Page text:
Fast Co. Design has an article showcasing a great infographic by graduate student Derek Watkins.

Graduate student Derek Watkins has created a map that’s shaped by its populations. Based upon William Bunge’sThe Continents and Islands of Mankind, Watkins created a blob-based view of the world, all shaped by population density. His resulting project takes over where Bunge left off. It’s an interactive map (you can toggle population densities with a simple slider), allowing you to see, very simply, the most dense places on the planet, and how these areas relate to one another. So the most dense cities in the world are depicted as land while the sparsely populated spaces sink into the oceans.

Areas with population density over 5 people per square kilometer.

Areas with population density over 5 people per square kilometer.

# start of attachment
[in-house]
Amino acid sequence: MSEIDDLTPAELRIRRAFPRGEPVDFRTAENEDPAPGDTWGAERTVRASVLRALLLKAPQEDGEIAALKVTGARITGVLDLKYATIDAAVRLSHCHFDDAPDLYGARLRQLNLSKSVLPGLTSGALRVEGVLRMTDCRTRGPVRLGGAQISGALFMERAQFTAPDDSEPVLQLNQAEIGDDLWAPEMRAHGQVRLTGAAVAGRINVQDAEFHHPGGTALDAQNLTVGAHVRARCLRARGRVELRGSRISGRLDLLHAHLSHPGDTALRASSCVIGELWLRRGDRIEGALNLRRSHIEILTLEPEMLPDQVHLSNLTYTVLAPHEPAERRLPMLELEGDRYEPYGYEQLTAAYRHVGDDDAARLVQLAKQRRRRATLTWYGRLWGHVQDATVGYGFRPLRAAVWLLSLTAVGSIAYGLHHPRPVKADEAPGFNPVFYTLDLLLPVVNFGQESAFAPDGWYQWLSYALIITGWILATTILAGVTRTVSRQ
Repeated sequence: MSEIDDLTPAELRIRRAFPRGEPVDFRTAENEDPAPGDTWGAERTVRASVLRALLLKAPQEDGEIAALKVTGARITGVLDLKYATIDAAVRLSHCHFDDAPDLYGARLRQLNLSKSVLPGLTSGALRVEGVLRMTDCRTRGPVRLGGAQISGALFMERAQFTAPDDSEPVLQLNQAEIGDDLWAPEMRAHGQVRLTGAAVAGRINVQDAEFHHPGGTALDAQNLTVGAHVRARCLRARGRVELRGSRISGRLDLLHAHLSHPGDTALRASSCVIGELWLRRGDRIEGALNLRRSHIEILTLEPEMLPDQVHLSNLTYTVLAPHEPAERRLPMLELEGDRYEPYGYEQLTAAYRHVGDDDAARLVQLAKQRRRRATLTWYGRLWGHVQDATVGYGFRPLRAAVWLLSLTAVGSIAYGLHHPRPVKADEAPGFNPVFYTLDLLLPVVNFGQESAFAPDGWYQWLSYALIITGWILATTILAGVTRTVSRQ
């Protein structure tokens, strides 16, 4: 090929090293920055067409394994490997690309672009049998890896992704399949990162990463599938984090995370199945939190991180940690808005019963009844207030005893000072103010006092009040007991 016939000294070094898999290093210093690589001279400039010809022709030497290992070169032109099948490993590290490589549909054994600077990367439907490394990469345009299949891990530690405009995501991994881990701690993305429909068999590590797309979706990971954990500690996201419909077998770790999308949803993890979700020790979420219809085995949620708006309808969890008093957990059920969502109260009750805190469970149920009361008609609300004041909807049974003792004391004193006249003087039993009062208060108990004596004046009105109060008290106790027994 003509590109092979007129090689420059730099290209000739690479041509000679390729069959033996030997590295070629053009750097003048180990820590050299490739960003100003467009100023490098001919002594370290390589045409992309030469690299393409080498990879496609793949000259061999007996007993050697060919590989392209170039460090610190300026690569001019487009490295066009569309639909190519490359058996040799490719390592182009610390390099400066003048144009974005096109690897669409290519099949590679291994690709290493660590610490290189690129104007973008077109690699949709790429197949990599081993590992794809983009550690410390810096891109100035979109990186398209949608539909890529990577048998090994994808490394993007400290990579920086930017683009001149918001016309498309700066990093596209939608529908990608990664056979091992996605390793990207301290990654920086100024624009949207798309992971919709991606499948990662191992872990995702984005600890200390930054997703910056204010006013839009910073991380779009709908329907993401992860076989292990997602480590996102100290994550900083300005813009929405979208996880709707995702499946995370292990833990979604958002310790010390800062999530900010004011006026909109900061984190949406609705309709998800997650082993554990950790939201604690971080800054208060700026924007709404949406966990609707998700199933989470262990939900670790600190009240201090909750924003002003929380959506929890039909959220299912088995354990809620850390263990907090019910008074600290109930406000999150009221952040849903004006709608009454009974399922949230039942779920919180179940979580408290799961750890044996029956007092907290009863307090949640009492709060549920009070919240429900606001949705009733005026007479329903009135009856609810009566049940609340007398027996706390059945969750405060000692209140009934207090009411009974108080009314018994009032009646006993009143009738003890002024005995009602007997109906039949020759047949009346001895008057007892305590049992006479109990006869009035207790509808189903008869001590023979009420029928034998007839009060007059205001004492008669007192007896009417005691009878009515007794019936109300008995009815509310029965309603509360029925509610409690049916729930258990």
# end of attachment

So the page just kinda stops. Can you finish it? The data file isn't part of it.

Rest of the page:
I think the clean simplicity and relative vagueness of the map makes the information all the more compelling. Like an ink blob, the maps have bigger splotches where the density is higher, and empty canvas where the world is less populated. In this dead-simple way, it’s easy to make out India and China, and the growing density of places like Nigeria.

Areas with population density over 190 people per square kilometer.

Areas with population density over 190 people per square kilometer.

At 190 people per square kilometer, things get simpler still. Nearly the whole western hemisphere disappears, leaving the remnants of megacities. Watkins’ website has a slider that lets you play with the density, and watch the world change.

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